In any training there is always that one amazing point that you take from it that blows your mind…
Why have I not been doing this for years?
It was right in front of me all along.
That makes total and complete sense.
For me, this was years ago when I had just become a Software Manager and the suggestion that I have One on One meetings with my team every month to see how things were going.
But there it was, the replacement for quarterly reviews that would across as a surprise, the time to have each member of the team individually vent to me while I suggested ways to help them and/or took those concerns higher up the line.
I quickly learned what made a One on One very useful…
- Don’t do it in a formal setting – most times I would go for a walk to a coffee shop with people or just around the building so we could get some air and separate from the office – if the mood was tense, this helped break things up
- Write it down… later – You have a brain, use it, after each review block off some time so you can write down what was just discussed, but don’t do it while with them – this allows for the mood to be free-flowing and not formal
- It’s not about the work – it’s about the individual, what’s on them, where are they struggling, where do you see them needing to focus more – avoid getting into releases and deliverables and instead talk about their work as it relates to a piece of the project – “What you are working on is going to x value to the end product”
In it’s most simplest terms, the One on One is about them, not you and this is where it becomes a little trickier because you are doing way more listening then you (me) are probably use to. Over time the goal should be to add small probing questions and save your answers (yes at sometimes long-winded) for follow-ups with the individual.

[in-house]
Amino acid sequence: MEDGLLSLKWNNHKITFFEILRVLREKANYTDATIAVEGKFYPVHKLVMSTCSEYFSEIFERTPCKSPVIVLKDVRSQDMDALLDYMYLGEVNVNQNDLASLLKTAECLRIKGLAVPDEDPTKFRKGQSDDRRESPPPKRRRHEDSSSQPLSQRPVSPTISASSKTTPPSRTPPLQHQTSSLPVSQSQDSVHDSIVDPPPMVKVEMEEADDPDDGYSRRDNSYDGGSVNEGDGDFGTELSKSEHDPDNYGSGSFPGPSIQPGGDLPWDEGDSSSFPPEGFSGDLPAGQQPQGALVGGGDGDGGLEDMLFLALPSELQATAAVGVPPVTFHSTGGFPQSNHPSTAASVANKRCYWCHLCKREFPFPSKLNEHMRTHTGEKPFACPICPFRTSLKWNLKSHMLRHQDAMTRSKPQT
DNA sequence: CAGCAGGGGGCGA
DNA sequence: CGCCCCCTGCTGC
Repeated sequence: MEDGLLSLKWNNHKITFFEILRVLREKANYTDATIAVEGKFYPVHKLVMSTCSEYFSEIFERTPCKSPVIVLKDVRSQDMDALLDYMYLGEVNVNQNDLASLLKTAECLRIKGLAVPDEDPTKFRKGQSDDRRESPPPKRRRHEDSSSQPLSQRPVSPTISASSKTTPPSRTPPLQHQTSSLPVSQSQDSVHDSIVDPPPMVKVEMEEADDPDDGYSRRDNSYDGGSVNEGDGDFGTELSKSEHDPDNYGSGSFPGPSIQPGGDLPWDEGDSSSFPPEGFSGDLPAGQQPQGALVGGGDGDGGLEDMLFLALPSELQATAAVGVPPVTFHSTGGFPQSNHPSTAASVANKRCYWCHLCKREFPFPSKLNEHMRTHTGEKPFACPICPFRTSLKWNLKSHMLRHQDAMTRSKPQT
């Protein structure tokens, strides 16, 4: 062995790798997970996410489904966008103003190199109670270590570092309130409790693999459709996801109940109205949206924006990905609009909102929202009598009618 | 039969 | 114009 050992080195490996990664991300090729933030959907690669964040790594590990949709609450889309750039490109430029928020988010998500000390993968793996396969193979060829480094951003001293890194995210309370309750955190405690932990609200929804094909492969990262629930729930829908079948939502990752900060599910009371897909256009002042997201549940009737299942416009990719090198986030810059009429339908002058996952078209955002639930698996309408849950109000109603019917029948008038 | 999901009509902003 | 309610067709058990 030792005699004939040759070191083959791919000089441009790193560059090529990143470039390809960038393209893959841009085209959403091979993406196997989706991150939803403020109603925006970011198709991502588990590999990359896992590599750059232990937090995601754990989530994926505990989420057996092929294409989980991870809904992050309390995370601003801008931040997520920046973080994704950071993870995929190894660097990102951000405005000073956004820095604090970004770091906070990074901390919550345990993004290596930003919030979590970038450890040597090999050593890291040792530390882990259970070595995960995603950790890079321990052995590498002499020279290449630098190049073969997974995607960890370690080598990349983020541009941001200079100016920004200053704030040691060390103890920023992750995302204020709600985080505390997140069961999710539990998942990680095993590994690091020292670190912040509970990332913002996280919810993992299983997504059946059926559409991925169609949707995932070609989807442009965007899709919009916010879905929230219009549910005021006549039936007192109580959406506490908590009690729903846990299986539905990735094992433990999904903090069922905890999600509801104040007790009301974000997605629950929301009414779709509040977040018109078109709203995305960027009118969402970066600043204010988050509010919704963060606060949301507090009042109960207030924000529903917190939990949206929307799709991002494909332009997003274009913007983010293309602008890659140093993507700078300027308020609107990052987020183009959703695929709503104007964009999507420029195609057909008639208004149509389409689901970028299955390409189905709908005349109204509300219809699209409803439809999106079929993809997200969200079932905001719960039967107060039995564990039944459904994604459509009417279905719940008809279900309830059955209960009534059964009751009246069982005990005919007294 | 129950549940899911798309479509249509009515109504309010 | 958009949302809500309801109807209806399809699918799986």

Some Questions I like to pose during One on Ones;
- What are you currently doing?
- Is that what you want to be doing?
- Is that work challenging you?
- How can I help you get to where you want to be?
- What can I do more/less of to support you?
Nothing mind blowing there, but definitely enough to open the doors to communication and discussion. You might find when you start having a One On One that some people are reserved in their communication and it could take between 3 – 4 months for them to open up, but the more you do it, the more they will talk and that’s what you want.
The other bonus piece to One on Ones is that they are a good indicator to how far you are scaling towards as an individual to your team. If you have a team of 20, you are close to blocking off a week a month to have these conversations with your team. This isn’t bad, but in my very humble opinion, that might cause some extra stress on you as you to try to find that extra time somewhere else and you start to push through your One on Ones at a quicker pace to get back your time. In that sense, they become an indicator that your team is growing too large and perhaps you can’t meet with everyone as you would like. I’ve found over time that the perfect size to engage with people in One on Ones is somewhere to be between 5 – 10, it’s manageable, doable and not a scheduling nightmare on you or your team. They can be a great signal to you in how you and/or your groups need to adapt to successfully keep moving forward.
As you might have gathered, a One on One is not a Performance Review, those are different and should be treated very differently, the magic of the One on One is that it is not this, BUT it has the power to make those sessions a walk in the park when they do occur.
With that, I hope you take the time to have some One on Ones with your family this XMAS have a great holiday.
Want more? Check out my book Code Your Way Up – available as an eBook or Paperback on Amazon (CAN and US). I’m also the co-host of the Remotely Prepared podcast.